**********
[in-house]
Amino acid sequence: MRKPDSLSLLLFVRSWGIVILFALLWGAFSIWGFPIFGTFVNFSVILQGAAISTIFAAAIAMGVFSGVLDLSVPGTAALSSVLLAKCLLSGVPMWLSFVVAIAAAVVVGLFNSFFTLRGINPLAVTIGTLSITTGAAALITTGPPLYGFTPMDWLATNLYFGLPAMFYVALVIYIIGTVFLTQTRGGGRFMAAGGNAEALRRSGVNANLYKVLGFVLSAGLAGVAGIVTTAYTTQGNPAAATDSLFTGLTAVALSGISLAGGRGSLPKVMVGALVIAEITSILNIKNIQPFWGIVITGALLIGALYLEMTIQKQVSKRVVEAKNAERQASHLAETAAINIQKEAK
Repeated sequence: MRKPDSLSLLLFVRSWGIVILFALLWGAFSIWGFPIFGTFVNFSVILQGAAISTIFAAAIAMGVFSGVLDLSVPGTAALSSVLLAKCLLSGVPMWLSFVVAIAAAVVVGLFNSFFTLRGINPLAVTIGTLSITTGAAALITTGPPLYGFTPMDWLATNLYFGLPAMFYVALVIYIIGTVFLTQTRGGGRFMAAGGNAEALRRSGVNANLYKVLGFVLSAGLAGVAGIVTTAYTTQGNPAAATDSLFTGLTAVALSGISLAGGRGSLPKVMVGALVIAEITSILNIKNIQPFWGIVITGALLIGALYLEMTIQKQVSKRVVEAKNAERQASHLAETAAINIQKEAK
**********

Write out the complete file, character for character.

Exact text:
[in-house]
Amino acid sequence: MRKPDSLSLLLFVRSWGIVILFALLWGAFSIWGFPIFGTFVNFSVILQGAAISTIFAAAIAMGVFSGVLDLSVPGTAALSSVLLAKCLLSGVPMWLSFVVAIAAAVVVGLFNSFFTLRGINPLAVTIGTLSITTGAAALITTGPPLYGFTPMDWLATNLYFGLPAMFYVALVIYIIGTVFLTQTRGGGRFMAAGGNAEALRRSGVNANLYKVLGFVLSAGLAGVAGIVTTAYTTQGNPAAATDSLFTGLTAVALSGISLAGGRGSLPKVMVGALVIAEITSILNIKNIQPFWGIVITGALLIGALYLEMTIQKQVSKRVVEAKNAERQASHLAETAAINIQKEAK
Repeated sequence: MRKPDSLSLLLFVRSWGIVILFALLWGAFSIWGFPIFGTFVNFSVILQGAAISTIFAAAIAMGVFSGVLDLSVPGTAALSSVLLAKCLLSGVPMWLSFVVAIAAAVVVGLFNSFFTLRGINPLAVTIGTLSITTGAAALITTGPPLYGFTPMDWLATNLYFGLPAMFYVALVIYIIGTVFLTQTRGGGRFMAAGGNAEALRRSGVNANLYKVLGFVLSAGLAGVAGIVTTAYTTQGNPAAATDSLFTGLTAVALSGISLAGGRGSLPKVMVGALVIAEITSILNIKNIQPFWGIVITGALLIGALYLEMTIQKQVSKRVVEAKNAERQASHLAETAAINIQKEAK